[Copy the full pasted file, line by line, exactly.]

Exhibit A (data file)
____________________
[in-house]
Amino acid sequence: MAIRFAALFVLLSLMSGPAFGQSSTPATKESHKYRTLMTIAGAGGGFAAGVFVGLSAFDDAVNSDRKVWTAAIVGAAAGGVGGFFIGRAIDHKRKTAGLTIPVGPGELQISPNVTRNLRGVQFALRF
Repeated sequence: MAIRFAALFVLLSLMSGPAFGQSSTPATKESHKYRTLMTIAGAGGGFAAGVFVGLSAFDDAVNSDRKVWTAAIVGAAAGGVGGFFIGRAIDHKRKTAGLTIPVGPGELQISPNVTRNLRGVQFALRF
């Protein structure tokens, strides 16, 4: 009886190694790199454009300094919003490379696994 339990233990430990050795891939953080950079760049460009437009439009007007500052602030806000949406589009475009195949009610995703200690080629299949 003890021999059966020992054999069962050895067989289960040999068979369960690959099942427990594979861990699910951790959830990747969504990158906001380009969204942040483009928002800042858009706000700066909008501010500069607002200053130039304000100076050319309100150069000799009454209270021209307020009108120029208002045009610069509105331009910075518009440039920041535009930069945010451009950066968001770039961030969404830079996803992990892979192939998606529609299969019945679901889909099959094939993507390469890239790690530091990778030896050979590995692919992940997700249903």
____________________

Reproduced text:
[in-house]
Amino acid sequence: MAIRFAALFVLLSLMSGPAFGQSSTPATKESHKYRTLMTIAGAGGGFAAGVFVGLSAFDDAVNSDRKVWTAAIVGAAAGGVGGFFIGRAIDHKRKTAGLTIPVGPGELQISPNVTRNLRGVQFALRF
Repeated sequence: MAIRFAALFVLLSLMSGPAFGQSSTPATKESHKYRTLMTIAGAGGGFAAGVFVGLSAFDDAVNSDRKVWTAAIVGAAAGGVGGFFIGRAIDHKRKTAGLTIPVGPGELQISPNVTRNLRGVQFALRF
């Protein structure tokens, strides 16, 4: 009886190694790199454009300094919003490379696994 339990233990430990050795891939953080950079760049460009437009439009007007500052602030806000949406589009475009195949009610995703200690080629299949 003890021999059966020992054999069962050895067989289960040999068979369960690959099942427990594979861990699910951790959830990747969504990158906001380009969204942040483009928002800042858009706000700066909008501010500069607002200053130039304000100076050319309100150069000799009454209270021209307020009108120029208002045009610069509105331009910075518009440039920041535009930069945010451009950066968001770039961030969404830079996803992990892979192939998606529609299969019945679901889909099959094939993507390469890239790690530091990778030896050979590995692919992940997700249903």